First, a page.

US wants to crack sherpa gene code
Sherpas are the Heroes in the Himlayas — the best guides for climbers in the Himalayas.
And now, the two greatest Sherpa mountaineers are being researched by the University of Utah in the US. Forty-seven-year-old Apa Sherpa holds the world record for climbing Mount Everest 17 times, while his friend Lhakpa Gelu Sherpa holds the world record for the fastest ascent to the summit of the highest peak.
A scientist engaged in the research project was also part of their last Everest expedition in May this year. “The study would soon reveal a lot of details about the unique high mountain climbing capabilities of the Sherpas,” Ang Tshering Sherpa, president of the Nepal Mountaineering Association (NMA) said.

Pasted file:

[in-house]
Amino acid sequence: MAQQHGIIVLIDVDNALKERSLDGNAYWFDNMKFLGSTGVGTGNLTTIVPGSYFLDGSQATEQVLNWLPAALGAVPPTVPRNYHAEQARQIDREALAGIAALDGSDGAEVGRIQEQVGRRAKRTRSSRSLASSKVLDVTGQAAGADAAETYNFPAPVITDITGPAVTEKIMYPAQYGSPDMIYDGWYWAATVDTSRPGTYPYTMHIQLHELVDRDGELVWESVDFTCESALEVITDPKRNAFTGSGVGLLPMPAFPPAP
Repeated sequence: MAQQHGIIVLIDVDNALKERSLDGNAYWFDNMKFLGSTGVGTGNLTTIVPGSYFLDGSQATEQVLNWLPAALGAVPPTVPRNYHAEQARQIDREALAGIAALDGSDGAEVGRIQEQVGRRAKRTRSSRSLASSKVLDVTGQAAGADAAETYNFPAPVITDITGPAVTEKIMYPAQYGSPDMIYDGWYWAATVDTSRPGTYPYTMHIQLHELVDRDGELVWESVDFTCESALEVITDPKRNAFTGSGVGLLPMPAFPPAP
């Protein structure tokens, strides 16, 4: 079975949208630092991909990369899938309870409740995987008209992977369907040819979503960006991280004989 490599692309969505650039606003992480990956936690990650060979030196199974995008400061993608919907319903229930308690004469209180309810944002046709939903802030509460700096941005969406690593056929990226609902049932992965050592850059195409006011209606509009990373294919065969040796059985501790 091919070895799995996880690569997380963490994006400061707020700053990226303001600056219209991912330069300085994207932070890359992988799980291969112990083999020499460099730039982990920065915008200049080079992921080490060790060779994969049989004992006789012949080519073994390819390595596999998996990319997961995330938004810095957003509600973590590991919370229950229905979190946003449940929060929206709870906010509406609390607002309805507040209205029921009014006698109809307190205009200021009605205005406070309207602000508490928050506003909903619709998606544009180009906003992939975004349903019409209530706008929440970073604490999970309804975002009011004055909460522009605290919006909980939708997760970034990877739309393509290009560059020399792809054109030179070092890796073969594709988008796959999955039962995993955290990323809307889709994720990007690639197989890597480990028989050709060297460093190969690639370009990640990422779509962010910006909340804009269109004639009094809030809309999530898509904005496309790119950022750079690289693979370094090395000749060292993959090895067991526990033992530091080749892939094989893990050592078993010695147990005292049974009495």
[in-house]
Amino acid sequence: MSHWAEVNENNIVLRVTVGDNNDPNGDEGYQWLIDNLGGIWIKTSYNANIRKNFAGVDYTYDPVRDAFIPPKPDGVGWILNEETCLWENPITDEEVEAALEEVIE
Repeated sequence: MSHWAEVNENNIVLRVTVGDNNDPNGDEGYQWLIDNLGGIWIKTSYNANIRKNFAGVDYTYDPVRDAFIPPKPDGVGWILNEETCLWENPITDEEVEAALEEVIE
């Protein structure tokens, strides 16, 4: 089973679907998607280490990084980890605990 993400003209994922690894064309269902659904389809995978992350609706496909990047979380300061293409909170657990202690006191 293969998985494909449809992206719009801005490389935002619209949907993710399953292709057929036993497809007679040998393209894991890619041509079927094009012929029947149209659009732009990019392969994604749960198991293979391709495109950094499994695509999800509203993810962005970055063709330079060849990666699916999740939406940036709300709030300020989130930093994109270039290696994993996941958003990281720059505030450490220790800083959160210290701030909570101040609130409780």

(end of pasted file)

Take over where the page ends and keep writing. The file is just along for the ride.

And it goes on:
The scientists have found great interest in the research project as their initial findings have revealed that the Sherpas’ bodies have undergone thousands of years of physiological adaptation to high altitudes.
The NMA chief said the scientists are hoping to discover how the world's fittest high-altitude climbers operate. “They are also working on a documentary and book on the Sherpas,” he said.
As a part of the research, the scientists have also collected several medical data of the two climbers in the laboratory.